It is all the more painful to endure this faith walk because God seems to do something very remarkable in our new lives. I remember it well in my own early faith experience, and I frequently have detected it in the new walk of believers. We are told doctrinally that God does many things when we decide to believe. To mention just a few, our names are written in the Book of Life, we are baptized into the Holy Spirit, and we are given the lifelong gift of the Holy Spirit. Such a dramatic change takes over our lives, and I can remember my perspective on nearly everything changing. But early in my new life, there came a multitude of signs and wonders that confirmed to me the miraculous nature of what had actually happened. I see similar wonders and signs frequently taking place in the lives of new believers. Although there is an actual and literal sealing that takes place in our conversion, I think of this time of blessing as sort of a spiritual sealing into the body, where the believer is given plenty of assurance of being loved by God and part of his church. At this point, God is building the basic faith of the believer. But altogether too soon, it seems, he moves on further train us, and part of that training is to build our trust.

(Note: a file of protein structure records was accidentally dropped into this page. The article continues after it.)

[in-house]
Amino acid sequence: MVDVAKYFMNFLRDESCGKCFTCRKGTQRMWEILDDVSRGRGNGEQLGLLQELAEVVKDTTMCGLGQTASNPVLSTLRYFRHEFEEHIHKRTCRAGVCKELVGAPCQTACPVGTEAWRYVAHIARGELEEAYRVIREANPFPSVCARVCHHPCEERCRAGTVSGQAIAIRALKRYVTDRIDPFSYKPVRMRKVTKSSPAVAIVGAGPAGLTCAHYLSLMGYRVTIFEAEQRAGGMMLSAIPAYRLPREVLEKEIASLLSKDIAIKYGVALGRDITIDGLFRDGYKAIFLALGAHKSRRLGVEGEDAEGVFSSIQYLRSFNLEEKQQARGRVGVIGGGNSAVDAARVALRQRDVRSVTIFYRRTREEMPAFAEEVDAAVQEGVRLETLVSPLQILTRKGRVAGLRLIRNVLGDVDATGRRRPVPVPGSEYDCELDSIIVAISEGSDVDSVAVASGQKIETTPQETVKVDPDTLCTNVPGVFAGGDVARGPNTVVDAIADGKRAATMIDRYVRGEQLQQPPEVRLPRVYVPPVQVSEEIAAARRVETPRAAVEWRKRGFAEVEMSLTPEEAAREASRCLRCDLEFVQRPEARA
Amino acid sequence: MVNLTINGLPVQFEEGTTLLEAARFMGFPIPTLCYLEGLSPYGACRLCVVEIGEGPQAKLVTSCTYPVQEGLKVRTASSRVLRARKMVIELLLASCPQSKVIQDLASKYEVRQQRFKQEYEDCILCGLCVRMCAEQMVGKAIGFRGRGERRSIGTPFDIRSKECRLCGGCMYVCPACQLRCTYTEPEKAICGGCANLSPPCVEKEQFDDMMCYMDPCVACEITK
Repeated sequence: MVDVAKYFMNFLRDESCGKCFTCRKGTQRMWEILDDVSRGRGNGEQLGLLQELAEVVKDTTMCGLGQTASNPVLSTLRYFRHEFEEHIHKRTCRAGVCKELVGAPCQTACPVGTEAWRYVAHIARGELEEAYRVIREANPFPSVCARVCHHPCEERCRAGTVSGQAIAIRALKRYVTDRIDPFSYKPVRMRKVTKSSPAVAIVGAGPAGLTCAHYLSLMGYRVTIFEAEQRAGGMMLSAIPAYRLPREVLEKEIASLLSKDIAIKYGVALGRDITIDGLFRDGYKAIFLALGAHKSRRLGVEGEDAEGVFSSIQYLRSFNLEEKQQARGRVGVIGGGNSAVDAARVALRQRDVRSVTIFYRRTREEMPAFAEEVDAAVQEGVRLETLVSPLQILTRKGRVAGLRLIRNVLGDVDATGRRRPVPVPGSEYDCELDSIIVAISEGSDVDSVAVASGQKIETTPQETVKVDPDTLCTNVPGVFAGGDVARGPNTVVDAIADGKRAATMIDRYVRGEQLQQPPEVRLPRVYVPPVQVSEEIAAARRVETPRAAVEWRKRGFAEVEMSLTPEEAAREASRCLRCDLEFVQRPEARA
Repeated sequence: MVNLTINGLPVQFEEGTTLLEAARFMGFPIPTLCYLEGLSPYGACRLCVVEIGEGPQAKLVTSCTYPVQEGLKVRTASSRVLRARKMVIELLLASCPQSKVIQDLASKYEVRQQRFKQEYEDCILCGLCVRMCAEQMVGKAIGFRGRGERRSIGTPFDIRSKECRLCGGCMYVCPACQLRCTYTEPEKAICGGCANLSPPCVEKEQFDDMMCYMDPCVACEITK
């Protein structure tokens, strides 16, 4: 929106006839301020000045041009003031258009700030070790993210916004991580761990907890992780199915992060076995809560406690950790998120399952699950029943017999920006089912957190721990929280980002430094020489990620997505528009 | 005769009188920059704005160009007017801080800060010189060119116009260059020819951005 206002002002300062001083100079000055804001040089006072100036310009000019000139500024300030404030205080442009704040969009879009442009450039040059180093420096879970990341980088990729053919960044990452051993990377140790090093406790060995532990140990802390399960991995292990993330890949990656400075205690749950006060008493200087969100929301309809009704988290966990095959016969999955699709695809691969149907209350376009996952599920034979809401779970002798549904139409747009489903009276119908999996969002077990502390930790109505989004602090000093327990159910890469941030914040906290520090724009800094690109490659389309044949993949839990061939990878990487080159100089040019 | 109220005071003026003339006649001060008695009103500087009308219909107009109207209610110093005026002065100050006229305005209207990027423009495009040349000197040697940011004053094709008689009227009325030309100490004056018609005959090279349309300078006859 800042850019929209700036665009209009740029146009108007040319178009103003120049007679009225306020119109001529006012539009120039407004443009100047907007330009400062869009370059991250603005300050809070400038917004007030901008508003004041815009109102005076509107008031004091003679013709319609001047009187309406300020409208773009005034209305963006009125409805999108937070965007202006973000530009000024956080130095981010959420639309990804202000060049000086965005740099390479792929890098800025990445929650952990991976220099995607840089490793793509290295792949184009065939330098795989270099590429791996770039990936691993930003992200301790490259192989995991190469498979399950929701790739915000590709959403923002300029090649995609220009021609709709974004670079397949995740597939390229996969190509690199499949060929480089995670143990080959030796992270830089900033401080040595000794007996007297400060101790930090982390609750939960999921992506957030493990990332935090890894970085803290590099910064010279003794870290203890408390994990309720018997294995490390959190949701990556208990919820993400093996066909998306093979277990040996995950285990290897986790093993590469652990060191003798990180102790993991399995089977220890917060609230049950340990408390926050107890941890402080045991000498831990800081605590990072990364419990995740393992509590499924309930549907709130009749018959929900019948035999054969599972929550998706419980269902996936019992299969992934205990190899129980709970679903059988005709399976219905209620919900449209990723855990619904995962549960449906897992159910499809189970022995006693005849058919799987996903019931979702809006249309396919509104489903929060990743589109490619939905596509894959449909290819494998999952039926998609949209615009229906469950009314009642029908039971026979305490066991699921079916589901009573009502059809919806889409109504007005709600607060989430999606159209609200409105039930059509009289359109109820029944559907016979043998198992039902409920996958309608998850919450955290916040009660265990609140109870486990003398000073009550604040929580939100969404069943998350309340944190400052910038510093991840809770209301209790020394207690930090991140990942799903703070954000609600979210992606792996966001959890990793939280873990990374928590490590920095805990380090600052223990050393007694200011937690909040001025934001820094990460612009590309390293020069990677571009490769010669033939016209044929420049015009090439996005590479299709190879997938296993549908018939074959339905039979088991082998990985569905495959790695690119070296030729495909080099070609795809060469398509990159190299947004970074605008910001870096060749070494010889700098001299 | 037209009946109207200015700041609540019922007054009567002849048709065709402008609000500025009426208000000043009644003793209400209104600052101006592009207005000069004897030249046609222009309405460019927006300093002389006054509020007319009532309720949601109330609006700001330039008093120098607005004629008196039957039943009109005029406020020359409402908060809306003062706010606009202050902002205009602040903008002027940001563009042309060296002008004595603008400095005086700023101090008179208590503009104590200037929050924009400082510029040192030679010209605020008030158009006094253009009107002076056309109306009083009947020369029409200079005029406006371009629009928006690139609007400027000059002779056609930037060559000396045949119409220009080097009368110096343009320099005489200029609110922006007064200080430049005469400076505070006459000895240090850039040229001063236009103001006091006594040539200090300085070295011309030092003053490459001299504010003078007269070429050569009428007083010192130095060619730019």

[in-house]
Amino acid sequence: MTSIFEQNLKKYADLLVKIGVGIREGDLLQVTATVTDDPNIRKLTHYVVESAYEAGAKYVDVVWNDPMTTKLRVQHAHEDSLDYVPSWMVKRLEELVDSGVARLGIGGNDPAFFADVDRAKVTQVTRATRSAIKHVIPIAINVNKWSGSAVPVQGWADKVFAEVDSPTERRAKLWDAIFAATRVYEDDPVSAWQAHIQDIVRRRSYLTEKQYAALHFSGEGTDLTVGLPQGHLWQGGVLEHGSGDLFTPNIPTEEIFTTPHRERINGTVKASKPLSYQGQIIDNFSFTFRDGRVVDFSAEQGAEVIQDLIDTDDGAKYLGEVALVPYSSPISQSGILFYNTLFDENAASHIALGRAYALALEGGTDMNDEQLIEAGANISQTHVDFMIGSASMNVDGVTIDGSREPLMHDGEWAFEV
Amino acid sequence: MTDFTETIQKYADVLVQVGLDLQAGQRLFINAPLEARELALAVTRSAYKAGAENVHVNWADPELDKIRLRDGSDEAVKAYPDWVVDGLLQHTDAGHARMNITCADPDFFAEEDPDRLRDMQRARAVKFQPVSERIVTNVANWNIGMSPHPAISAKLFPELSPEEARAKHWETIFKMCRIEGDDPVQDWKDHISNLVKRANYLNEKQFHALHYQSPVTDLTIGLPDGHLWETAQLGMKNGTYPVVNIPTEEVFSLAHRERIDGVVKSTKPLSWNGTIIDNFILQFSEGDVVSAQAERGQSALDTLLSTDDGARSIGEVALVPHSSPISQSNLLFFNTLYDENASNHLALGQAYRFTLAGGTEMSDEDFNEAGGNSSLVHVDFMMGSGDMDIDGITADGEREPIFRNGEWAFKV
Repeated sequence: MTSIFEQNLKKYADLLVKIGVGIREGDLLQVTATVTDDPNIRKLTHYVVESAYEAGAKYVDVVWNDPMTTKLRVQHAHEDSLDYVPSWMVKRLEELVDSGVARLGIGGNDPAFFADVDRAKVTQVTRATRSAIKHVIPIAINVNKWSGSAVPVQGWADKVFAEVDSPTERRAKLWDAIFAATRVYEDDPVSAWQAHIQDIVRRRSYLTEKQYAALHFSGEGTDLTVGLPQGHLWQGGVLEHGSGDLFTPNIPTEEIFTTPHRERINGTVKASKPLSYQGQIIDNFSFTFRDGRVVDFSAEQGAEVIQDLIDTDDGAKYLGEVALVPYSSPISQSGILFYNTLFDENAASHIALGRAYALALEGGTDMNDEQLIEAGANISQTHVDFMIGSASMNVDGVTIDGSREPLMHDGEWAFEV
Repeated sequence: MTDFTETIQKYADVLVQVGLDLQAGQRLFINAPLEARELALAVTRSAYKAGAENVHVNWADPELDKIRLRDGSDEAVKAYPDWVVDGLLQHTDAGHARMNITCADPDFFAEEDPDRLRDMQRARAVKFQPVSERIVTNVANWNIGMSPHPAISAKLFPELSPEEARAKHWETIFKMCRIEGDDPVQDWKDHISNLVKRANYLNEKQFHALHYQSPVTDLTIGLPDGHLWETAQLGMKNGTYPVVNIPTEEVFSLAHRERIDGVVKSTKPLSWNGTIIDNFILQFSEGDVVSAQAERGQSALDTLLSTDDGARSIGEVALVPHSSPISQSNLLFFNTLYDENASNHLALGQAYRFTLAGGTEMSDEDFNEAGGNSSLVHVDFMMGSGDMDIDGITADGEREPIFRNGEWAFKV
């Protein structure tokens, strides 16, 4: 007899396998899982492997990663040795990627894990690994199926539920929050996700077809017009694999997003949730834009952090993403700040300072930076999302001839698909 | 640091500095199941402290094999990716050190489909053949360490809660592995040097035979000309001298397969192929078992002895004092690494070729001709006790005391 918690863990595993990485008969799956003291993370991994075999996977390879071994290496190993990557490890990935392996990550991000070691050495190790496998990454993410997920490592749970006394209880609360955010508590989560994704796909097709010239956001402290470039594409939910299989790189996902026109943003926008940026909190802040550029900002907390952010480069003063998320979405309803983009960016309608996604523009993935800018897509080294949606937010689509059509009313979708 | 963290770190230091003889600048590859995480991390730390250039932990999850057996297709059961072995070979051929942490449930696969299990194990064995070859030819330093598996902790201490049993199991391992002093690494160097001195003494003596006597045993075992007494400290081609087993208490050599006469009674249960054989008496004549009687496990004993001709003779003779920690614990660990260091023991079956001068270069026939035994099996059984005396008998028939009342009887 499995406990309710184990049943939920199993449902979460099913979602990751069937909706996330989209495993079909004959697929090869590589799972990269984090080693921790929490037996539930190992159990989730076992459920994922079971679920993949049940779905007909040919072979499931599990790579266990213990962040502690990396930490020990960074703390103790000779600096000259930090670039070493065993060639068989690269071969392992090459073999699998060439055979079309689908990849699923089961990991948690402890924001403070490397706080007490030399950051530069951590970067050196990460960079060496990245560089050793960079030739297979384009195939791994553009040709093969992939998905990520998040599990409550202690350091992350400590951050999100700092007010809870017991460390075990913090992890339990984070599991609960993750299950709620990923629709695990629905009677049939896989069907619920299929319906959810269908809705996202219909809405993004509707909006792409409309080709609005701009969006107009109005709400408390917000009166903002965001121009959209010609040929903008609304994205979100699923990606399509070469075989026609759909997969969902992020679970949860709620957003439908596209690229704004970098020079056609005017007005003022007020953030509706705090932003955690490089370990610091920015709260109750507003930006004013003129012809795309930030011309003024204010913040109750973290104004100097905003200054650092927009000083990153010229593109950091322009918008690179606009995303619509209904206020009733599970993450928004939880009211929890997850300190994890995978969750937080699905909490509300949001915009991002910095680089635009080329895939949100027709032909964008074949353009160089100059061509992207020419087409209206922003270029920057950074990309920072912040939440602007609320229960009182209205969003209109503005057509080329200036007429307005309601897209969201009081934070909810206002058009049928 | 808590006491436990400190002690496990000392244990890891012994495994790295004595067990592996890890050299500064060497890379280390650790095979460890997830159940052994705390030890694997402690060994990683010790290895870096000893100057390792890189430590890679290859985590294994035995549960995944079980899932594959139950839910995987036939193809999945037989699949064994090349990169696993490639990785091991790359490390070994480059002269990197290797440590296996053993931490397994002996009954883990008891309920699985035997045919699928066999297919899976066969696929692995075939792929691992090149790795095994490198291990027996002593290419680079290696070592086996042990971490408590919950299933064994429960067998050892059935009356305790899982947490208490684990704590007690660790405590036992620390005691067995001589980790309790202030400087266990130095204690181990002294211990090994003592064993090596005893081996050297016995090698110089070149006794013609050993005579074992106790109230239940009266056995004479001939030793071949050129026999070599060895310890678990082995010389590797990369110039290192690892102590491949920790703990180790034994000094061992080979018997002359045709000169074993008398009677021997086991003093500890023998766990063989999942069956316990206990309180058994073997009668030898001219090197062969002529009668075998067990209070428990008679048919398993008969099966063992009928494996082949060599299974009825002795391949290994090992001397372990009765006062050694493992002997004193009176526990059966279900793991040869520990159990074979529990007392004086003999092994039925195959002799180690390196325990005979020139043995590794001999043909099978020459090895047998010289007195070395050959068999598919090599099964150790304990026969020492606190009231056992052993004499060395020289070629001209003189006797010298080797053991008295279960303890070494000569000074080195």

We can liken this early stage of belief to Joseph, who early in his life had some dreams that did indeed come from God. At this point of time, God appears to be giving Joseph confirmation is his faith, declaring that one day he will rule over both his father and his brothers. But Joseph had a problem, a problem that many of us may share when we are newly growing. Joseph had pride, and in his pride, told his wonderful dreams to both his father and his brothers. Scripture actually says that Jacob took note of the dreams, as if he did not quite know what to do with them, but as for his brothers, we well know what the dreams did. In their fury, in their anger, in their need for revenge, they took their own flesh and blood and sold him into slavery. In acting out their condemnation of their brother, they ended up doing exactly what God intended all along, though Joseph was not to see the fruit for many years.
So it is with us, we often cannot guess what God is doing in our lives, and we see only the pain, but if we persist in following him we will end in a place of utter holiness, a place where he foresaw that we needed to be, and apart from the trauma would have no way of attaining. We have completed our Faith101 course, becoming certified in the place God would put us. We, figuratively, if you will, have been crucified and resurrected, following a similar model to the one that Jesus foreshadowed. So we see clearly that God builds maturity to our faith. Paul uses the analogy of the old man being put to death, that we might put on the new man, and it is the same sort of idea.